Bull markets go to people's heads. If you're a duck on a pond, and it's rising due to a downpour, you start going up in the world. But you think it's you, not the pond.
One of the frustrating things for people who miss the first rally in a bull market is that they wait for the big correction and it never comes. The market just keeps climbing and climbing. It feeds on itself in frenzied fashion and propels prices considerably higher for six months or so, and sometimes longer.
...first check whether the market as a whole is rising or falling. In other words, are you in a bull market or bear market? If the latter, stay out. The odds are against you.
There are two kinds of investors, be thay large or small: those who don't know where the market is headed, and those who don't know that they don't know.
Bulls don't read. Bears read financial history. As markets fall to bits, the bears dust off the Dutch tulip mania of 1637, the Banque Royale of 1719-20, the railway speculation of the 1840s, the great crash of 1929.
Bull markets are great, but they breed complacency.
Bear markets can be energizing. Instead of fretting over the decline in your net worth, think opportunistically about all those bargains - and the potential gains when, inevitably, a bull market returns.
Too many people are apt to redeem their profits too quickly.
In a huge bull market they wind up with piddling profits, only to watch their former holdings soar. That usually prompts them into making mistakes later when, believing that the market owes them some money, they buy at the wrong time at much higher levels.
The time of maximum pessimism is the best time to buy.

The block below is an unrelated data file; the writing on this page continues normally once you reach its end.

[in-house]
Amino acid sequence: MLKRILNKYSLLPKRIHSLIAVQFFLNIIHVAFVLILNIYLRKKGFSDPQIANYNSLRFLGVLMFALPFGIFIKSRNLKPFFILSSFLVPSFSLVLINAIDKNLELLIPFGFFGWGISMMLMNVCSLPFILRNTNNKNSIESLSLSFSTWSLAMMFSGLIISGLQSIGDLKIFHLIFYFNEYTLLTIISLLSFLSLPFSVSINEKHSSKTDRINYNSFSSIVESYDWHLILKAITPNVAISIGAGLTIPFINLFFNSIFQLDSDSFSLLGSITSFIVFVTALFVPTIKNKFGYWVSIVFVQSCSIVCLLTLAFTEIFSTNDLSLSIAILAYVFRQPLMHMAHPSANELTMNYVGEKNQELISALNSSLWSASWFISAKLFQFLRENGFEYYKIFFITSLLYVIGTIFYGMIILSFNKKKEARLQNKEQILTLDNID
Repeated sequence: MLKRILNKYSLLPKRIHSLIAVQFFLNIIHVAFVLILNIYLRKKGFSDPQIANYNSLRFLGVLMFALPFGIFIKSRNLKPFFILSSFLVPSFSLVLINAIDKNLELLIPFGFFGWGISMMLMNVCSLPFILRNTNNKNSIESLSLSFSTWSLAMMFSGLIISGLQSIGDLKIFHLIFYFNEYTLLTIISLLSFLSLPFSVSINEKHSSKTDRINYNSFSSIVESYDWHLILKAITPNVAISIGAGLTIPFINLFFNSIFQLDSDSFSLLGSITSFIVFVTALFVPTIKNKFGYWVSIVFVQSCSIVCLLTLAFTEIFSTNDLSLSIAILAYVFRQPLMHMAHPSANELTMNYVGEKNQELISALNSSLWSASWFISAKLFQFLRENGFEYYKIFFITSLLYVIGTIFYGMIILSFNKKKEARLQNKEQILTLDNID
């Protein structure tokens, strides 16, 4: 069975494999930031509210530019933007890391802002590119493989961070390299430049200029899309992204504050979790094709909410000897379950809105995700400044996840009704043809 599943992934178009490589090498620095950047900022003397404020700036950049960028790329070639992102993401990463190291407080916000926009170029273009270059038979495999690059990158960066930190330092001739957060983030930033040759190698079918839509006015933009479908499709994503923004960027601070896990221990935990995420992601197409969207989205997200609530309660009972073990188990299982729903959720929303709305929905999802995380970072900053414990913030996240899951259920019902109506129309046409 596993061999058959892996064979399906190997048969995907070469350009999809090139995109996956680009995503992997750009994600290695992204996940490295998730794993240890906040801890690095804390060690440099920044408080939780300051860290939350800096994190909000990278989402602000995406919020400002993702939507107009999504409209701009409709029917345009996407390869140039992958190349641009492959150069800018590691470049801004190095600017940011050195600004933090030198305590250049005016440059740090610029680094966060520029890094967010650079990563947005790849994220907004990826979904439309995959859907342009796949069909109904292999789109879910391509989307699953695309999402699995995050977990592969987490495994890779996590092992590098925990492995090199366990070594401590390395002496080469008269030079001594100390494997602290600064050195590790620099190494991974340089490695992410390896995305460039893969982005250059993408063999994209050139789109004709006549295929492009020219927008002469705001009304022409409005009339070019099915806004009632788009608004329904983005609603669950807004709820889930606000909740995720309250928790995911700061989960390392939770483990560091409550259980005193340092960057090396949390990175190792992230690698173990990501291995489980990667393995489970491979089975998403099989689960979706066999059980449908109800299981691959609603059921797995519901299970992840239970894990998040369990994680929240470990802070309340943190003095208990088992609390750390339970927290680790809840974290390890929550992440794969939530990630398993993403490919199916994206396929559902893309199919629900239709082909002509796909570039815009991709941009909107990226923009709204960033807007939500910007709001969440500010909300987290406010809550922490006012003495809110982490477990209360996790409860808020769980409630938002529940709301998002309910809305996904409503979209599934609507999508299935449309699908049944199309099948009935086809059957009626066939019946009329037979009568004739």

Whenever the investor sold out in an upswing as soon as the top level of the previous well-recognized bull market was reached, he had a chance in the next bear market to buy back at one third (or better) below his selling price.
I think we're in the beginning of a bull market. When a bull market begins, nine months later the economy turns around.
As the bull market goes on, people who take great risks achieve great rewards, seemingly without punishment. It's like crime without punishment or sex without sin.
Any bull market covers a multitude of sins, so there may be all sorts of problems with the current system that we won't see until the bear market comes.
A crash really occurs when you suddenly have a violent downturn in the market that then heralds a long bull market.
Don't confuse brains with a bull market.
If you roll dice, you know that the odds are one in six that the dice will come up on a particular side. So you can calculate the risk. But, in the stock market, such computations are bull - you don't even know how many sides the dice have!
In a bull market, one must avoid the error of the preening duck that quacks boastfully after a torrential rainstorm, thinking that its paddling skills have caused it to rise in the world. A right-thinking duck would instead compare its position after the downpour to that of the other ducks on the pond.